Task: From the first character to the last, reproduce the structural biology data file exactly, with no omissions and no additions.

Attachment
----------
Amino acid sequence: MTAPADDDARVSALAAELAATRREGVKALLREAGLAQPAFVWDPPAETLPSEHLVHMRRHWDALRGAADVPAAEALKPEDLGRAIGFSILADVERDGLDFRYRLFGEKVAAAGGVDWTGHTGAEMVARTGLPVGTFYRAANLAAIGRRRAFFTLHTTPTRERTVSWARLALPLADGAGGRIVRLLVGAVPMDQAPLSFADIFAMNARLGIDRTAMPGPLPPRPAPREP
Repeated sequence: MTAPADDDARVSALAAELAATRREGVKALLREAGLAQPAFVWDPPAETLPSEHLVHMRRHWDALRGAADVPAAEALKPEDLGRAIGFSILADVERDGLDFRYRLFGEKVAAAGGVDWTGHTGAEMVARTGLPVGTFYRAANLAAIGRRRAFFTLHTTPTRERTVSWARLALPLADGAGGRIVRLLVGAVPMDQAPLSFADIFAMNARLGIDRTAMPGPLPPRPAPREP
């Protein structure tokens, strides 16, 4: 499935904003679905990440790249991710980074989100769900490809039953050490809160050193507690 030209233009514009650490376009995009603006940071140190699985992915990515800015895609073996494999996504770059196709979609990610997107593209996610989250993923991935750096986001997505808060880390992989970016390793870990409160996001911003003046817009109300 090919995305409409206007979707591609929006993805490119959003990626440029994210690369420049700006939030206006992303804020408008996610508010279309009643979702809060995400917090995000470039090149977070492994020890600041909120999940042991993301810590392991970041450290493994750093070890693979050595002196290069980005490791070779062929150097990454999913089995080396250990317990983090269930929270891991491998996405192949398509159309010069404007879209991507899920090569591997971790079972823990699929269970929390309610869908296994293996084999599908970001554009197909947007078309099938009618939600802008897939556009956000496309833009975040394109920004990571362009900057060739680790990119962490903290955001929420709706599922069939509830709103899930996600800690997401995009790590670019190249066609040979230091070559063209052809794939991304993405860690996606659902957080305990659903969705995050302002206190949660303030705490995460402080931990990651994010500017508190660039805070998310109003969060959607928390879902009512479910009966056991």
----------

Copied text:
Amino acid sequence: MTAPADDDARVSALAAELAATRREGVKALLREAGLAQPAFVWDPPAETLPSEHLVHMRRHWDALRGAADVPAAEALKPEDLGRAIGFSILADVERDGLDFRYRLFGEKVAAAGGVDWTGHTGAEMVARTGLPVGTFYRAANLAAIGRRRAFFTLHTTPTRERTVSWARLALPLADGAGGRIVRLLVGAVPMDQAPLSFADIFAMNARLGIDRTAMPGPLPPRPAPREP
Repeated sequence: MTAPADDDARVSALAAELAATRREGVKALLREAGLAQPAFVWDPPAETLPSEHLVHMRRHWDALRGAADVPAAEALKPEDLGRAIGFSILADVERDGLDFRYRLFGEKVAAAGGVDWTGHTGAEMVARTGLPVGTFYRAANLAAIGRRRAFFTLHTTPTRERTVSWARLALPLADGAGGRIVRLLVGAVPMDQAPLSFADIFAMNARLGIDRTAMPGPLPPRPAPREP
């Protein structure tokens, strides 16, 4: 499935904003679905990440790249991710980074989100769900490809039953050490809160050193507690 030209233009514009650490376009995009603006940071140190699985992915990515800015895609073996494999996504770059196709979609990610997107593209996610989250993923991935750096986001997505808060880390992989970016390793870990409160996001911003003046817009109300 090919995305409409206007979707591609929006993805490119959003990626440029994210690369420049700006939030206006992303804020408008996610508010279309009643979702809060995400917090995000470039090149977070492994020890600041909120999940042991993301810590392991970041450290493994750093070890693979050595002196290069980005490791070779062929150097990454999913089995080396250990317990983090269930929270891991491998996405192949398509159309010069404007879209991507899920090569591997971790079972823990699929269970929390309610869908296994293996084999599908970001554009197909947007078309099938009618939600802008897939556009956000496309833009975040394109920004990571362009900057060739680790990119962490903290955001929420709706599922069939509830709103899930996600800690997401995009790590670019190249066609040979230091070559063209052809794939991304993405860690996606659902957080305990659903969705995050302002206190949660303030705490995460402080931990990651994010500017508190660039805070998310109003969060959607928390879902009512479910009966056991």